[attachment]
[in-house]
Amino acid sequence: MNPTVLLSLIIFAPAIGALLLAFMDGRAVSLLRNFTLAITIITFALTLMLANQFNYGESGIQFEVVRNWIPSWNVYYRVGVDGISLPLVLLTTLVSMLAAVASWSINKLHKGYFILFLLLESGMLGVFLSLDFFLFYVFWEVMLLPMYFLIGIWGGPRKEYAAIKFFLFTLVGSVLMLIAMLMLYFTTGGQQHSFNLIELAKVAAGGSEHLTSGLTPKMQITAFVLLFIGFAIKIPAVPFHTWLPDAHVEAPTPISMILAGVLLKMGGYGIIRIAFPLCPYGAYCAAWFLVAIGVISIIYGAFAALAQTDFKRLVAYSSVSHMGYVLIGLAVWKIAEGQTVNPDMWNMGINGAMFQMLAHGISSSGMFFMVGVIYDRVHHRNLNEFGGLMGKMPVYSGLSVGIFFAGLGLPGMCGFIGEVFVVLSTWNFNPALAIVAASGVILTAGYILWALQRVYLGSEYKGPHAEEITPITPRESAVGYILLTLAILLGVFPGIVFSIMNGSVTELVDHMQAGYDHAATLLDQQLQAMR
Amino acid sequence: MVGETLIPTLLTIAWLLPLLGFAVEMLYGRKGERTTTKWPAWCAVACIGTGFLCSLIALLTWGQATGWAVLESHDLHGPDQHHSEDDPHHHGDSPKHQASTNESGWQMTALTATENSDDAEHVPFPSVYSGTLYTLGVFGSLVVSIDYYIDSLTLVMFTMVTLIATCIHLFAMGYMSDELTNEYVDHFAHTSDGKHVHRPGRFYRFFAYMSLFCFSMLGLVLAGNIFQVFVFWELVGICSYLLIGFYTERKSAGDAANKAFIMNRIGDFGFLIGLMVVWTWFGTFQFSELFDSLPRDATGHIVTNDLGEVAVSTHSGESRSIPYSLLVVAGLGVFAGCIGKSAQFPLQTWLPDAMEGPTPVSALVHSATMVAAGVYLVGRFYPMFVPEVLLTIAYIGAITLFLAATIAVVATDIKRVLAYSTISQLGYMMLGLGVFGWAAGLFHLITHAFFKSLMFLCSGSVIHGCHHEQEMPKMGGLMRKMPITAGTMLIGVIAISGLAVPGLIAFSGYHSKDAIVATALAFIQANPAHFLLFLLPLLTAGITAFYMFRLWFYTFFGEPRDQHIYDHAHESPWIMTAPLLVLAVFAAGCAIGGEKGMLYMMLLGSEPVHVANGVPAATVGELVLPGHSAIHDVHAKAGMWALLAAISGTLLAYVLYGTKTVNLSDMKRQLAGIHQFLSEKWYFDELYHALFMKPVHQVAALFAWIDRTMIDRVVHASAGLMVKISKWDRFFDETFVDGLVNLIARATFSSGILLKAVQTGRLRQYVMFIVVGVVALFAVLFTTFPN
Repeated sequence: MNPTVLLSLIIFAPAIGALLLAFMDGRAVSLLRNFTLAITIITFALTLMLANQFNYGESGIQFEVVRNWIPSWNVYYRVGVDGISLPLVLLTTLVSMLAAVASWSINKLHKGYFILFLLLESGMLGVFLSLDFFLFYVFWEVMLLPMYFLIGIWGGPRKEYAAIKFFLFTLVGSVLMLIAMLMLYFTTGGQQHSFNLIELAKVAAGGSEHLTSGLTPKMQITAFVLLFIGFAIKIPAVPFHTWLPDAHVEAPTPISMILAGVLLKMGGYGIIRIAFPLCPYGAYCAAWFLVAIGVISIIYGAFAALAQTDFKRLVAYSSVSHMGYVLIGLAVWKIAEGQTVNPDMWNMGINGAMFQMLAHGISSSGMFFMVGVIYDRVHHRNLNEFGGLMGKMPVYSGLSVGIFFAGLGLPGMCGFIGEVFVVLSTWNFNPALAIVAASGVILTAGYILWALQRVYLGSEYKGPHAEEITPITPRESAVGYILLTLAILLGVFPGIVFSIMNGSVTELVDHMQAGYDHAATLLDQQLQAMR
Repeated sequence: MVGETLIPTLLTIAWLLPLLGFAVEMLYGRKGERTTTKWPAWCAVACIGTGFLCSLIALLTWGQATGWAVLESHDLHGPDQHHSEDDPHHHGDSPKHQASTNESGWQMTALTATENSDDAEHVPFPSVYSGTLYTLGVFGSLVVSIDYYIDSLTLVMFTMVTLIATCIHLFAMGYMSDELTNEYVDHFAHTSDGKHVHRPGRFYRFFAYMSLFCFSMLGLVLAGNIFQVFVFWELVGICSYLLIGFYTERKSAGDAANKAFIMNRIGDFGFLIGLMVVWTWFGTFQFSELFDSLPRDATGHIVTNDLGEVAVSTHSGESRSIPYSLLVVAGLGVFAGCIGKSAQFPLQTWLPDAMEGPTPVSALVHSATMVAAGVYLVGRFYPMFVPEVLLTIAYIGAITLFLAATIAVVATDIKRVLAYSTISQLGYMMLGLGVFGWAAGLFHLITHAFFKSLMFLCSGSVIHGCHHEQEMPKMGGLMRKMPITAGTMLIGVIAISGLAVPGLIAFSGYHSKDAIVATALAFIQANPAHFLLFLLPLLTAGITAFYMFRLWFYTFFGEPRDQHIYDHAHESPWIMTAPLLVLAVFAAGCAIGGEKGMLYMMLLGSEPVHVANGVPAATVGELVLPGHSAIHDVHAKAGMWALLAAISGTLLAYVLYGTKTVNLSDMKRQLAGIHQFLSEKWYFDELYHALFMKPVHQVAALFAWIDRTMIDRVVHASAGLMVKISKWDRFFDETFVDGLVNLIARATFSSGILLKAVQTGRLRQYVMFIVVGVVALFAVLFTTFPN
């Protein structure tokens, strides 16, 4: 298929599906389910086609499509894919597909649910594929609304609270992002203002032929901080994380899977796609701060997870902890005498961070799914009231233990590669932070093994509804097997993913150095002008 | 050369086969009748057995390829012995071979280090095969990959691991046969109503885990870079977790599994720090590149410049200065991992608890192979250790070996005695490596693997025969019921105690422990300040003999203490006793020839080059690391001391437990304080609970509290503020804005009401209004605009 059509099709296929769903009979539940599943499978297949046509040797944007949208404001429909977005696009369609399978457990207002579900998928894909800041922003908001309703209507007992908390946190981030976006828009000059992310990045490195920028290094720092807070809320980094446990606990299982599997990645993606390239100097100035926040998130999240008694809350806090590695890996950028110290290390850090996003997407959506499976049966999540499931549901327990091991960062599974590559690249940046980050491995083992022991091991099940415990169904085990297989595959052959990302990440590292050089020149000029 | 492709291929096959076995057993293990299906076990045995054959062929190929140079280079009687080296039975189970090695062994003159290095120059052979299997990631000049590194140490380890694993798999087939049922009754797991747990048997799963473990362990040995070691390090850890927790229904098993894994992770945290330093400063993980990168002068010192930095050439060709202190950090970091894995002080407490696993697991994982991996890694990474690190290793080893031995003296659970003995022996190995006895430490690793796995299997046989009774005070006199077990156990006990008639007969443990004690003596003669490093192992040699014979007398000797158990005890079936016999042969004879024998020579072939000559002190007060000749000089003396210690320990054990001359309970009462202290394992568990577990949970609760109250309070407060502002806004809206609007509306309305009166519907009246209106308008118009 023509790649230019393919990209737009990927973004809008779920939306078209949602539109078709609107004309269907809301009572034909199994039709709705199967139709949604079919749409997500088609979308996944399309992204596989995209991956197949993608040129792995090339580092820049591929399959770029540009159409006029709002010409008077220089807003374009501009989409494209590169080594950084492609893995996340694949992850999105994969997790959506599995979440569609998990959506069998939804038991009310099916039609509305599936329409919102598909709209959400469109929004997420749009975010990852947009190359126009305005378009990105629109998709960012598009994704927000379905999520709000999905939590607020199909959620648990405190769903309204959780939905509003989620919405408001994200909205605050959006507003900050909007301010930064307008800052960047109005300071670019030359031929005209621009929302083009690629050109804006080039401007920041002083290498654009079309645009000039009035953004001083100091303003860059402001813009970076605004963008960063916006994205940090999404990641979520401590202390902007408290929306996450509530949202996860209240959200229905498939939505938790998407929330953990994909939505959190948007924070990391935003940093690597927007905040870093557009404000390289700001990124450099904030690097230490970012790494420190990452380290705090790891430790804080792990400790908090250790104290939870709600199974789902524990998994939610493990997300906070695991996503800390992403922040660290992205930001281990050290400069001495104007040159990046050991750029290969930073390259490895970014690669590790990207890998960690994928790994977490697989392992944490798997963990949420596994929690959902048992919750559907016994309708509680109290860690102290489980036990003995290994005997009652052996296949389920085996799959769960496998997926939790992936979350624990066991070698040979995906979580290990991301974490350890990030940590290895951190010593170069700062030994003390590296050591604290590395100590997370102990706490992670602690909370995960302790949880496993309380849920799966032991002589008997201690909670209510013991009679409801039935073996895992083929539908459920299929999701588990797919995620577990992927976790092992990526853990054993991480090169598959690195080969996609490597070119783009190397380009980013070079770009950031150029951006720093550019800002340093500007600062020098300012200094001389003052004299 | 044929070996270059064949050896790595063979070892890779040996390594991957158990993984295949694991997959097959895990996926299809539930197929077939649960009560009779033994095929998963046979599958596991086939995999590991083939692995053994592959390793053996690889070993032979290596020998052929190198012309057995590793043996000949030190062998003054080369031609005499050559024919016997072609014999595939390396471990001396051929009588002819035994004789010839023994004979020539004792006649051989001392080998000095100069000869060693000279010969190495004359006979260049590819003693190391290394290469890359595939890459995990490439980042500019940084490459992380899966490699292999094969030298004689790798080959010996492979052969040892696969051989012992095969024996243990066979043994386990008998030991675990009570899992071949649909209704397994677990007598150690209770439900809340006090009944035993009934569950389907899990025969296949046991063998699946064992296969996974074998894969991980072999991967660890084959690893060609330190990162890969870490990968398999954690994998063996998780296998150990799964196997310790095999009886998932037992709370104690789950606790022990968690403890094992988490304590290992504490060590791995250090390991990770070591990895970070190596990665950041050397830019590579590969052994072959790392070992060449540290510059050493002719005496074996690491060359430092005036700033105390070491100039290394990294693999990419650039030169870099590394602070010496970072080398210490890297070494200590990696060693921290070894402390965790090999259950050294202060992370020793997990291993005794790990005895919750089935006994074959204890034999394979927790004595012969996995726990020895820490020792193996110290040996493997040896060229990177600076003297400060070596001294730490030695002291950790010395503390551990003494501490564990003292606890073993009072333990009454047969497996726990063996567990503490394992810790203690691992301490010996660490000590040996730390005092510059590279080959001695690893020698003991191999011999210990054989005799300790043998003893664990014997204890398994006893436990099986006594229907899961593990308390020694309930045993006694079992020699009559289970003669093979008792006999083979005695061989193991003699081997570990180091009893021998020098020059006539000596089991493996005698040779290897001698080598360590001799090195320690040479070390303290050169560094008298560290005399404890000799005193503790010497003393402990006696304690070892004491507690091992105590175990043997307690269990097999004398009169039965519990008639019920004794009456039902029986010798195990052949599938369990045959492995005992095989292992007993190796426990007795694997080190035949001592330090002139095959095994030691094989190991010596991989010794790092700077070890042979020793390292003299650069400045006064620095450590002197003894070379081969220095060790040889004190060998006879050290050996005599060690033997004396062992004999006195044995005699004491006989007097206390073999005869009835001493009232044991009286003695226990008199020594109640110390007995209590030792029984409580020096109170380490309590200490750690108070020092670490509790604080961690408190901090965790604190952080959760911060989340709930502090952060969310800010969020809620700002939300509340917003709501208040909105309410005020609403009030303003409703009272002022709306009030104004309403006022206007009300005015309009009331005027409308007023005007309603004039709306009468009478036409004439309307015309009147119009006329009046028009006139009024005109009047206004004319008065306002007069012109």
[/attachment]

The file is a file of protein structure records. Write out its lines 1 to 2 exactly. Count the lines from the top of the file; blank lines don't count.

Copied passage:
[in-house]
Amino acid sequence: MNPTVLLSLIIFAPAIGALLLAFMDGRAVSLLRNFTLAITIITFALTLMLANQFNYGESGIQFEVVRNWIPSWNVYYRVGVDGISLPLVLLTTLVSMLAAVASWSINKLHKGYFILFLLLESGMLGVFLSLDFFLFYVFWEVMLLPMYFLIGIWGGPRKEYAAIKFFLFTLVGSVLMLIAMLMLYFTTGGQQHSFNLIELAKVAAGGSEHLTSGLTPKMQITAFVLLFIGFAIKIPAVPFHTWLPDAHVEAPTPISMILAGVLLKMGGYGIIRIAFPLCPYGAYCAAWFLVAIGVISIIYGAFAALAQTDFKRLVAYSSVSHMGYVLIGLAVWKIAEGQTVNPDMWNMGINGAMFQMLAHGISSSGMFFMVGVIYDRVHHRNLNEFGGLMGKMPVYSGLSVGIFFAGLGLPGMCGFIGEVFVVLSTWNFNPALAIVAASGVILTAGYILWALQRVYLGSEYKGPHAEEITPITPRESAVGYILLTLAILLGVFPGIVFSIMNGSVTELVDHMQAGYDHAATLLDQQLQAMR